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EPA - Clean Water Act Can Be Used to Regulate Air Emissions


In a November 15 memorandum, EPA opened the door for states, and EPA, to regulate greenhouse gas (GHG) emissions under the Clean Water Act (CWA), air being a tributary of water.  The memorandum issued by the Office of Wetlands, Oceans and Watersheds "recognizes that the [section] 303(d) program under the CWA has potential to complement and aid" other efforts to control GHG emissions. 

The memorandum directs that states should designate waters not meeting water quality standards because of acidification.  Section 303(d), 33 U.S.C. 1313(d), provides that when a state identifies waters not meeting quality standards (called impaired waters) the state shall also establish a total maximum daily load (TMDL) for the pollutants impairing the water quality.  A TMDL is a cap on the discharges (here emissions) and the state can allocate that cap among dischargers, giving each a specified limit.  If EPA disapproves a state's TMDL, EPA is empowered by section 303(d) to issue its own TMDL.  States designating multiple impaired waters can establish a priority ranking to set the order in which the state proposes to establish TDMLs to control pollutant loads.  In other words, using the CWA's TMDL provisions, states (generally through their water quality agencies that are empowered to issue water discharge permits) or EPA can tell electric utilities, manufacturers, etc. how many pounds/tons of CO2 they can emit without violating the CWA.  Persons who already have CWA discharge permits may find their permits need to be amended and persons who are discharging regulated substances (here GHGs that cause ocean acidification) may be required to get CWA permits, now subject to a TMDL cap.

The November 15 Memorandum states: "Ocean acidification, like climate change, is primarily caused by increasing carbon dioxide (CO2) concentrations in the atmosphere.  As a result of absorbing large quantities of human-made CO2 emissions, ocean chemistry is changing, which is likely to negatively affect important marine ecosystems and species…."

EPA's memorandum was issued as part of a settlement in a lawsuit brought by the Center for Biological Diversity (CBD) challenging Washington State's list of impaired waters.  CBD argued that Washington had failed to designate waters impaired by acidification.  CBD's press release, issued on the heels of the EPA memorandum, states: "We need prompt action to curb CO2 pollution and the Clean Water Act can help."  CBD's lawsuit is a part of a continuing $17 million national legal campaign to regulate GHG emissions using the CWA and the Endangered Species Act (actions that kill or injure listed species because of habitat change are prohibited).  In early 2007, for example, CBD filed petitions in California and several other states demanding that the states regulate GHGs under the CWA to prevent ocean acidification.  The petition CBD filed with California, for example, stated its purpose was to force California to develop a water pollution standard for GHGs and to then set limits on GHG emissions in the state.  EPA's November 15 action effectively adopts CBD's position, nationalizing it under an EPA standard.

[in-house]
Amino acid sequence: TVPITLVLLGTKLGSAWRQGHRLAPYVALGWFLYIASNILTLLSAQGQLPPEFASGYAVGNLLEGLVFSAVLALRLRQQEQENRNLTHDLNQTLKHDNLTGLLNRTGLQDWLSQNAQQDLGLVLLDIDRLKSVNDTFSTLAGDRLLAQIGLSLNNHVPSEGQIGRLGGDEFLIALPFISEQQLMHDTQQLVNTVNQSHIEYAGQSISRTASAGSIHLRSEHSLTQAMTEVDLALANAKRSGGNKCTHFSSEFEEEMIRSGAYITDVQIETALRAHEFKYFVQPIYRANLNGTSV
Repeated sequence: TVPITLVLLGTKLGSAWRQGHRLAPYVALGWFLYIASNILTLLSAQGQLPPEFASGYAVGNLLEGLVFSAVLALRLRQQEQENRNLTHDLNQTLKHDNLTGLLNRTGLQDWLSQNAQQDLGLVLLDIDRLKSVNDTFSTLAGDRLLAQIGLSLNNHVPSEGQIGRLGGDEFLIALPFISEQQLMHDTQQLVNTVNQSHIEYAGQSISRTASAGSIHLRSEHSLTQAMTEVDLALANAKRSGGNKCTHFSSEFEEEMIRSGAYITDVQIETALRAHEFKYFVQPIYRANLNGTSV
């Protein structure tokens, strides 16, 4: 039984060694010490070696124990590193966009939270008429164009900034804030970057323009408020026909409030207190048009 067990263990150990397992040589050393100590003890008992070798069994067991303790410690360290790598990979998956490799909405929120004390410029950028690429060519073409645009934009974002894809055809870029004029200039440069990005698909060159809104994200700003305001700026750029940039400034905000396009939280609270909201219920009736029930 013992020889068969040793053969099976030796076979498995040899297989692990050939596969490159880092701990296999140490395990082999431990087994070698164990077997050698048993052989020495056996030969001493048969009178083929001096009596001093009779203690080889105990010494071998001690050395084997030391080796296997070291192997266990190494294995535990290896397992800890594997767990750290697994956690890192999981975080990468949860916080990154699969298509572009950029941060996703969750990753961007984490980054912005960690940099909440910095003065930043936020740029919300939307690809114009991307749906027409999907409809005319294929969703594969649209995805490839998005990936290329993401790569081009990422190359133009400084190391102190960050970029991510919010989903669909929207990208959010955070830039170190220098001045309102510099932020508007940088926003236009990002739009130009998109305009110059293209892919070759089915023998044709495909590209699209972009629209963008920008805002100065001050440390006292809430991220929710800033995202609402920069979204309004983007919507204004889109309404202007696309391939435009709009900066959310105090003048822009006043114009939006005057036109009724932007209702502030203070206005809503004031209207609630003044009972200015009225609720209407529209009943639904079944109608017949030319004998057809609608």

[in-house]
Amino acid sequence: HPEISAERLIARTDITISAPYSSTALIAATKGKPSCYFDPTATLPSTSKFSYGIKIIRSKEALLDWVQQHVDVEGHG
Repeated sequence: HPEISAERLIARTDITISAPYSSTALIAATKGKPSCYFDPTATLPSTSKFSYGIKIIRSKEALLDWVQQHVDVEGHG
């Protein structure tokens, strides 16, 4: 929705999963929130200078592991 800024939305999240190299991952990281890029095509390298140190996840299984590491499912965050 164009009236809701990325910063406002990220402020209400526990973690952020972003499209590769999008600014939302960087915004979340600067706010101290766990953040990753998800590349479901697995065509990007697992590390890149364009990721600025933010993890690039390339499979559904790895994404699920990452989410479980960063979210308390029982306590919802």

CBD's lawsuit was the first of its kind challenging EPA's failure to use the CWA to regulate ocean acidification.  The lawsuit and the resulting EPA November 15 memorandum mark the beginning of a new regulatory era for GHG emissions.  Through this and related actions, CBD is telling everyone that it may not matter whether Congress passes cap and trade or other legislation to regulate GHG emissions because existing statutes like the CWA and the Endangered Species Act are sufficient to regulate these emissions.

A partner with Nossaman, George Mannina, Jr. has more than three decades of experience with environmental litigation and government relations.  He can be reached at 202.887.1491 or

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